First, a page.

Sunday, April 4, 2010

School District Centralization in Bovina

This is another article that ran in 2006 in the Bovina UP Church Newsletter about Bovina Schools.

The disappearance of commons schools in Bovina in the twentieth century was part of a statewide trend. Rural school districts faced decreasing enrollments and a weakening tax base as the century progressed. School district centralization was seen as a more efficient way to educate children, so the state provided financial incentives for centralization. This prompted a steady growth in the creation of central school districts, especially during the economic depression of the 1930s. Bovina lost five common school districts during the depression. The Andes Central School District was created in 1933, taking Bovina districts 7 (Coulter/Russell Hill) and 8 (Biggar Hollow). In 1936, the Delhi Central School District was created, incorporating district 6 (Lake Delaware). District number 2 (Pink Street) became part of the South Kortright Central School District at its creation in 1938.

This left seven districts in Bovina at the end of the 30s, and only four of them, Districts 1 (Maynard), 3 (Butt End), 4 (Bovina Center), and 5 (Miller Avenue/Bramley Mountain) were operating schools. The question now was not when would these districts be merged into a central district, but into what district would they go? This led to a battle between the Delhi and Andes districts for the Bovina districts.

Andes advocates argued that the Andes school was two miles closer to Bovina and that Bovina children would mix better with those in Andes. They also argued that when the anticipated reservoirs for New York City were created that its student body would be reduced. Bovina students would help keep the Andes numbers respectable. The fact that Delhi had larger classes also argued for merging with Andes.

Advocates for merging with Delhi argued that Bovina students in the past had attended school in Delhi. They pointed out that Delhi was Bovina's shopping, trading, banking and railroad center and that the drive did not require going over mountainous roads, which were dangerous in the winter. They also argued that the Delhi Central School would provide a larger curriculum. The Andes advocates in return argued that many from Bovina did their shopping and banking in Andes and that the roads to Andes had been safe enough for transporting Andes students for years.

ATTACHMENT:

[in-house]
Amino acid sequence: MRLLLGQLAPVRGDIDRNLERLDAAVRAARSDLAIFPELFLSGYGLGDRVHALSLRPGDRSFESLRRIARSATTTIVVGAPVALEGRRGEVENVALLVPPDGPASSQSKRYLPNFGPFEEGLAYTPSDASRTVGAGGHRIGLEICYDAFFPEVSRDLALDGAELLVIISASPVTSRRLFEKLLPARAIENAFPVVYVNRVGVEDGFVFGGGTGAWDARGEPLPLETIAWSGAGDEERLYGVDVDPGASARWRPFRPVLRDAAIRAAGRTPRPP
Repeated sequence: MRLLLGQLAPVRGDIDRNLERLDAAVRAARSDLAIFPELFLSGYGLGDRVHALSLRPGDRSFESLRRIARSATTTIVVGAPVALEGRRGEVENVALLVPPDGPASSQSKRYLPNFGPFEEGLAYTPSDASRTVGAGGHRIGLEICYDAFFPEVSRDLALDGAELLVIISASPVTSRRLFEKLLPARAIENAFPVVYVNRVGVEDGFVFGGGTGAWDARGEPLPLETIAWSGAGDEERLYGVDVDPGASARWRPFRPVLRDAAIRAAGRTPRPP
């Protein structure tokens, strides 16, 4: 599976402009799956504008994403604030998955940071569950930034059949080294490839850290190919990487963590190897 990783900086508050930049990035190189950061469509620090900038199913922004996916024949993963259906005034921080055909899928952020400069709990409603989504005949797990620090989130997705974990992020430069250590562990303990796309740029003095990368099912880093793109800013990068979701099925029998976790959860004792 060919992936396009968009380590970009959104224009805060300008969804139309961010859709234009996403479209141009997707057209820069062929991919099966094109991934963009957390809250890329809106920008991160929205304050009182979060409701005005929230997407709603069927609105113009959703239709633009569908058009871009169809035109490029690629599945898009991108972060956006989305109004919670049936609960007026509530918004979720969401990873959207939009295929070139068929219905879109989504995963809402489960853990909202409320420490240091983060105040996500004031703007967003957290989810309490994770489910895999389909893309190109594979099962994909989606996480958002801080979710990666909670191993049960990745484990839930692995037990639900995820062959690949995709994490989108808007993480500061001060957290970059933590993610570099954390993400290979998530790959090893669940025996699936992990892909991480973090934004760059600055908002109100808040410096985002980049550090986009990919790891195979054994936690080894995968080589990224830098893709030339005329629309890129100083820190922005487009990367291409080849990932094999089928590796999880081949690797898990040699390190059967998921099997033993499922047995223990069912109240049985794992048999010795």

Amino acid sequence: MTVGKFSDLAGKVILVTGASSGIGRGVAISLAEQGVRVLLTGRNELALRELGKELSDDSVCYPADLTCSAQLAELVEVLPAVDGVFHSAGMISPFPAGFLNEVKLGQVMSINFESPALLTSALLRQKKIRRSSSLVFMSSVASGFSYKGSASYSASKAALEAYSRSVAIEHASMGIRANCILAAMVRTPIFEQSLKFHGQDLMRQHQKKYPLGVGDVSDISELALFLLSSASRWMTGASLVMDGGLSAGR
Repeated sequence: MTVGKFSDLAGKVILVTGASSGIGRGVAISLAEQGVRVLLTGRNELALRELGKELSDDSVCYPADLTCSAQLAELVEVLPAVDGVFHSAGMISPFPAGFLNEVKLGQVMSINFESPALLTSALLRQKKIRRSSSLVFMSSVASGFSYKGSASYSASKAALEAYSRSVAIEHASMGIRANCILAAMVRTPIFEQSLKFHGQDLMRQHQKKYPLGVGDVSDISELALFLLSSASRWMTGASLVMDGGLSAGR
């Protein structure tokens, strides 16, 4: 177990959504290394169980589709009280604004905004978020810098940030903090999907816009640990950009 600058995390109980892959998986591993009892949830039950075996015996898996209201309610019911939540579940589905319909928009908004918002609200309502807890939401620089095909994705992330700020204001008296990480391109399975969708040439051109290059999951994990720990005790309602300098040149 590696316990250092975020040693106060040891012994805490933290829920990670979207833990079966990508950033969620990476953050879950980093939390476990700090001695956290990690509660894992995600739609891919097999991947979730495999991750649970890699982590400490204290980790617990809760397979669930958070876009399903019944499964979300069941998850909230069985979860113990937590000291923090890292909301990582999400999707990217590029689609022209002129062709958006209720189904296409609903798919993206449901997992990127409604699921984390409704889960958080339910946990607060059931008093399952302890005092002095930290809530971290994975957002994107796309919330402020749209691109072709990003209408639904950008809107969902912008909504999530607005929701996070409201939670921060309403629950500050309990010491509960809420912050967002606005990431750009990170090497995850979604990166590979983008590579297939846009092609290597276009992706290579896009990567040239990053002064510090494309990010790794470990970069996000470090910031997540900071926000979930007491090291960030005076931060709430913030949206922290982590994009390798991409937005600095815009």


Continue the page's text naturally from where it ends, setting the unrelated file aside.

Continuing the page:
Petitions supporting the merge with Delhi were submitted to the Commissioner of Education in early 1939, signed by 80% of the eligible Bovina voters. In 1943, it was reported that petitions were submitted showing that 78% of the voters supported joining the Andes district. The State Education Department was justifiability confused by the conflicting petitions.

In 1942, the Rapp Committee was created to develop a Master Plan for school district reorganization. When the plan was issued in 1947, the remaining Bovina school districts were to be joined with Andes. In 1958, the plan was revised, placing the remaining Bovina common school districts in Delhi, not Andes. Why this change happened is not clear. Neither the original nor the revised plan was compulsory, but that same year, districts 5 and 10 (both on Bramley Mountain) were ordered abolished and annexed to Delhi. Time was running out for Bovina's common schools. By this time, only districts 1 and 4 were still operating schoolhouses. The last Bovina schoolhouse closed in June 1961. In 1965, the state ordered all remaining districts that sent all their students to another school be dissolved by July 1, 1969. On June 28, 1967, voters in Bovina voted to dissolve the remaining contract districts in the town and merge them with Delhi. They were officially abolished two days later. Thus ended the common school era in Bovina.

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